This is the BBC
(Bec, Bob & Casper)
Many of you will now know our happy news by now, however, the days in the run up to our baby's arrival were perhaps not so much fun, there had been some real concerns about Casper's size. He was checked in for some scans which reassured us that he had grown to “average size”, a big improvement on his previous category of super-fly, or “neat”, as the midwives described him. But the scans also showed that there was a worryingly low amount of fluid surrounding him in the womb. In these litigious days, such a low amount of amniotic fluid prompted our consultant to write off our plans of a home birth altogether and to advise an induction in hospital as soon as possible. Fortunately, we had some very friendly midwives on our team who managed to buy us a few days grace and delay the induction date. They kept monitoring baby's health whilst we employed every old wives tale ever told to hurry on labour before we were to be admitted into The Queen Mother's Hospital on the Saturday at the behest of the consultant.
I'm not sure what did the trick, be it the extra spicy curry courtesy of the Mother India restaurant, the tinned pineapple, the long walks, the bouncing or the raspberry leaf tea but I suspect the mere threat of induction was probably the trigger. Bec woke me in the wee hours of Friday to tell me she was having some cramping. Now, see, at the Ante-Natal classes, they always said you will know, without hesitation, when you are in labour, but we were both so anxious about our deadline that it felt impossible to know how to react to the slightest change. Some phonecalls to triage and an hour later we went back to sleep – there was nothing to worry about yet it seemed.
However, the cramps didn't disappear all that day and Bec did appear markedly more uncomfortable as we wheeled the trolley around the supermarket on our weekly shop. We returned home and called the hospital and Leah, our Doula (read “Birth Companion” here) for advice. Again, it seemed there wasn't too much to get our hopes up about but nonetheless a midwife would be dispatched just to give Bec a wee once over. I can confirm that since then I do get a little nervous flush whenever I walk into Sainsburys.
Leah arrived shortly and determined that Bec may indeed be in the early stages of labour and helped attach our rented Tens(e) machine. When Patricia the midwife arrived a little later she performed an examination to determine just exactly where we were up to. To everyone's surprise, or total jawdrop, Bec was already more than half way there. The back-up midwife was sent for.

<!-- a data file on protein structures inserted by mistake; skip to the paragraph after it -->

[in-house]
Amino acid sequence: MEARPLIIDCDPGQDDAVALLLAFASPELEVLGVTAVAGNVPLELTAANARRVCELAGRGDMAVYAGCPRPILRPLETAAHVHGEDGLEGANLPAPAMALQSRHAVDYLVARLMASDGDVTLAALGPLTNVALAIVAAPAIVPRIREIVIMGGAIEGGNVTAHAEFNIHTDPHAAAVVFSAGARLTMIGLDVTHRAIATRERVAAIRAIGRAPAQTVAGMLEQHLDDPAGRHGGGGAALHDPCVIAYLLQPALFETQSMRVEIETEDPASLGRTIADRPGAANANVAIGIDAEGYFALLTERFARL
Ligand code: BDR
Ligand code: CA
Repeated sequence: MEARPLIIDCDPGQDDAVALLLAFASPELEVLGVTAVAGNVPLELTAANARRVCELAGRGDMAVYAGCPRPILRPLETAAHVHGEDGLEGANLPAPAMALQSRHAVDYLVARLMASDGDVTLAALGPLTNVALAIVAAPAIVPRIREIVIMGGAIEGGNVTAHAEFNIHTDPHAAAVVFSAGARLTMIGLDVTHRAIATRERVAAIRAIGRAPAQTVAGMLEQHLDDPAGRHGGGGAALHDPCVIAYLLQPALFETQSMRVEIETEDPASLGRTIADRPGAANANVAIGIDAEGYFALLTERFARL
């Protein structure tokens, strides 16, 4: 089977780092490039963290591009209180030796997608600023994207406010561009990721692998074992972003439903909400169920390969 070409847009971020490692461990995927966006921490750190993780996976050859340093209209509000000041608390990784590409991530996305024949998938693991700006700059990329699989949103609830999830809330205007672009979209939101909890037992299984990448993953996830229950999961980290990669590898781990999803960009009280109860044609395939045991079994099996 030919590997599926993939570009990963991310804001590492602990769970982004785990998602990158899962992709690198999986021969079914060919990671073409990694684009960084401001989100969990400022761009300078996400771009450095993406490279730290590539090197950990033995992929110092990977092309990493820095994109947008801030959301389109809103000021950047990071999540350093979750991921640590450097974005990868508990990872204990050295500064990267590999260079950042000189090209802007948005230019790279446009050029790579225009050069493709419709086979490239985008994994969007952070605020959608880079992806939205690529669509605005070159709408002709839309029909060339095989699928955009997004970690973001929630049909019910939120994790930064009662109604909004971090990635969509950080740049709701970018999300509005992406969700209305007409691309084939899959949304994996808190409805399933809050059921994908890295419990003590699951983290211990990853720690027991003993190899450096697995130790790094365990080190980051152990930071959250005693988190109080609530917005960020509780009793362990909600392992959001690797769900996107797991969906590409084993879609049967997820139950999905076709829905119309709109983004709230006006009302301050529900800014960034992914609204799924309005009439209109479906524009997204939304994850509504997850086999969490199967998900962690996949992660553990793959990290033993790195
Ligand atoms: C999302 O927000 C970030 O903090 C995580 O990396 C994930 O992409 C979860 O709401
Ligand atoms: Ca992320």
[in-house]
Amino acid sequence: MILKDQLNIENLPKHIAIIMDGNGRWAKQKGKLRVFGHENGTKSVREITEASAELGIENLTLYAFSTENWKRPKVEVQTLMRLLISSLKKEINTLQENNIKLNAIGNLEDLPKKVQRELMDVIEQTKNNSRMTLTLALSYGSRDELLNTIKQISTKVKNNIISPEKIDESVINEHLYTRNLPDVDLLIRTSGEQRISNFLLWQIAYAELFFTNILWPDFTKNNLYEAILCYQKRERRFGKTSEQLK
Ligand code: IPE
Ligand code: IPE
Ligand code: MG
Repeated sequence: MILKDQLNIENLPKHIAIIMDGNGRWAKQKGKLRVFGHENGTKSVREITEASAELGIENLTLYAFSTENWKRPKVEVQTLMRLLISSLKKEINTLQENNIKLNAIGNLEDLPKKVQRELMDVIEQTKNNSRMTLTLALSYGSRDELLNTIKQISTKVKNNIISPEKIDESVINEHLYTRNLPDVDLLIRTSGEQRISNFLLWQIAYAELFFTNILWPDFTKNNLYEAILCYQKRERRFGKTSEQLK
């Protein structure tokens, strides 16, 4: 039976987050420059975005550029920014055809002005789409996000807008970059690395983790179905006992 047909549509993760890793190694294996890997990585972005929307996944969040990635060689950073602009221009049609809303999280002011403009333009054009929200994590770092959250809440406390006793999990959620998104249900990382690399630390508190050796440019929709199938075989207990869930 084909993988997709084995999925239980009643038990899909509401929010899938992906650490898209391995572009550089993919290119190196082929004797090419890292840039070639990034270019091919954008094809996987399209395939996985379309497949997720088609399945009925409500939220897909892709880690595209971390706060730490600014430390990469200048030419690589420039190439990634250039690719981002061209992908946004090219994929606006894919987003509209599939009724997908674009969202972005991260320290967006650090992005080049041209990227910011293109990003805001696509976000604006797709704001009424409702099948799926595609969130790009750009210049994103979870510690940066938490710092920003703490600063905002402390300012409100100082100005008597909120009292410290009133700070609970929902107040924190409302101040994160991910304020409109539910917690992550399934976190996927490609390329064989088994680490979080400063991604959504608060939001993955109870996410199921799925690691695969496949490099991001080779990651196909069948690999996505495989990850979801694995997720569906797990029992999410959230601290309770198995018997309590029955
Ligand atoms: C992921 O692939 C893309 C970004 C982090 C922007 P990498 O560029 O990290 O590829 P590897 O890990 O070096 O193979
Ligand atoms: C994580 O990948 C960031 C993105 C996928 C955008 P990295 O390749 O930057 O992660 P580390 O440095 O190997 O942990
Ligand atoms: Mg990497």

As it turned out, the Tens machine had a loose connection and had to be abandoned, thanks Boots. Leah had provided us with a birthing pool which became Bec's only source of pain relief. Patricia and Debbie, the back up, provided a very discreet monitoring of the baby's heart but otherwise kept to the sidelines with their cups of tea. Leah massaged Bec and complemented this with some aromatherapy whilst I generally tried to cheerlead as best I could whilst keeping the the refreshments coming. Bec was amazing as she quietly breathed her way through it in complete control.
As Sigur Ros quietly serenaded us in the candlelight, Bec turned herself over to the birthing process in the pool and, only 7hrs after our team was assembled, we were in the final throes. A hasty position swap at the last moment allowed me the beautiful experience of catching Casper as he was delivered and telling Bec the sex. Casper spewed all over me in mid air as he flew into my arms and then promptly pooed all over his mummy as I handed him up to her, ensuring that the love was spread around nicely for both of us. I cut the cord, or at least attempted to - the blunt scissors I was handed for the task made the experience akin to carving a steak with a teaspoon - but eventually we got there and baby stepped , well, tumbled, into the world as his own man.
We had to make a brief visit to the hospital afterwards as Bec needed a few stitches but Casper was enjoying his first feed and wasn't letting go. Bec was getting progressively whiter and her skirt all the more redder but all I could do was pace it out. It really doesn't matter how many times you've practised with the car seat – when it's pitch black outside and your in a bit of a hurry it's guaranteed that you'll appear to grow several thumbs too many. Fortunately the hospital is all but a hop and skip up the road from us but it's still really weird trying to get somewhere in a hurry at 5mph. Come On!
The pandemonium that we found at the hospital was in complete contrast to perfect calmness we had experienced at home and so it was with some relief that Bec was given the all clear to go home by 4am, probably due in part to the huge influx of admissions the hospital was receiving (count back 9 months from September and you see why it's a busy time for the NHS). A full complement of proud Grandparents joined us at home for the shortest of birthday parties for the wee man before we turned it in and quickly realised that, as if it wasn't obvious, that actually, we would never sleep again. Ever. But, you know, there really is nothing like cradling your sleeping child close to your heart in the middle of the night and all you can hear is his breathing. So you see, sleep would only get in the way of enjoying one of life's greatest experiences so it's not that important after all.
Casper Carey-Grieve was born at 16 Minerva Street, Glasgow, at 11:44pm on Friday 14th September 2007, just two days after his due date and weighed in at 6 pounds and 13oz. Mother and baby are just beautiful. Expect great things...